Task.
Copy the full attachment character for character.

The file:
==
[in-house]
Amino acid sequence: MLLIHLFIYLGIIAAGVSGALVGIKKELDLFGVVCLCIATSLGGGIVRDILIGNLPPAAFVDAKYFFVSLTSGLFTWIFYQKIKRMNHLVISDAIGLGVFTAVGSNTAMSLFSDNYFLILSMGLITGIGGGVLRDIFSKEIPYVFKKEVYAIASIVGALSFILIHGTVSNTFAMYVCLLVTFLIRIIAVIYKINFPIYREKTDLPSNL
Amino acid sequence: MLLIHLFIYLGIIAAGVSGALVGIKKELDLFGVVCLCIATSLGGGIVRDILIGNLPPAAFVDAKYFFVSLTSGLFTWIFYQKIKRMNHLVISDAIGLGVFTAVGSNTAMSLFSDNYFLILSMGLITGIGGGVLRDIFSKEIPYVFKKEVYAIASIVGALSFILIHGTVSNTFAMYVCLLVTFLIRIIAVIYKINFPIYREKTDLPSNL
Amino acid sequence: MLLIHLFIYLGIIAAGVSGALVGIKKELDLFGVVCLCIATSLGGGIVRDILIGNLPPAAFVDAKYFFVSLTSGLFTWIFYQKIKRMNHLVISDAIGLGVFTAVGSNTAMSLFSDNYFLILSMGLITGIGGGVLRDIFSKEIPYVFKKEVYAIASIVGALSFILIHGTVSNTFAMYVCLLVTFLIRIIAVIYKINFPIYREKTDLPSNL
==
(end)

[in-house]
Amino acid sequence: MLLIHLFIYLGIIAAGVSGALVGIKKELDLFGVVCLCIATSLGGGIVRDILIGNLPPAAFVDAKYFFVSLTSGLFTWIFYQKIKRMNHLVISDAIGLGVFTAVGSNTAMSLFSDNYFLILSMGLITGIGGGVLRDIFSKEIPYVFKKEVYAIASIVGALSFILIHGTVSNTFAMYVCLLVTFLIRIIAVIYKINFPIYREKTDLPSNL
Amino acid sequence: MLLIHLFIYLGIIAAGVSGALVGIKKELDLFGVVCLCIATSLGGGIVRDILIGNLPPAAFVDAKYFFVSLTSGLFTWIFYQKIKRMNHLVISDAIGLGVFTAVGSNTAMSLFSDNYFLILSMGLITGIGGGVLRDIFSKEIPYVFKKEVYAIASIVGALSFILIHGTVSNTFAMYVCLLVTFLIRIIAVIYKINFPIYREKTDLPSNL
Amino acid sequence: MLLIHLFIYLGIIAAGVSGALVGIKKELDLFGVVCLCIATSLGGGIVRDILIGNLPPAAFVDAKYFFVSLTSGLFTWIFYQKIKRMNHLVISDAIGLGVFTAVGSNTAMSLFSDNYFLILSMGLITGIGGGVLRDIFSKEIPYVFKKEVYAIASIVGALSFILIHGTVSNTFAMYVCLLVTFLIRIIAVIYKINFPIYREKTDLPSNL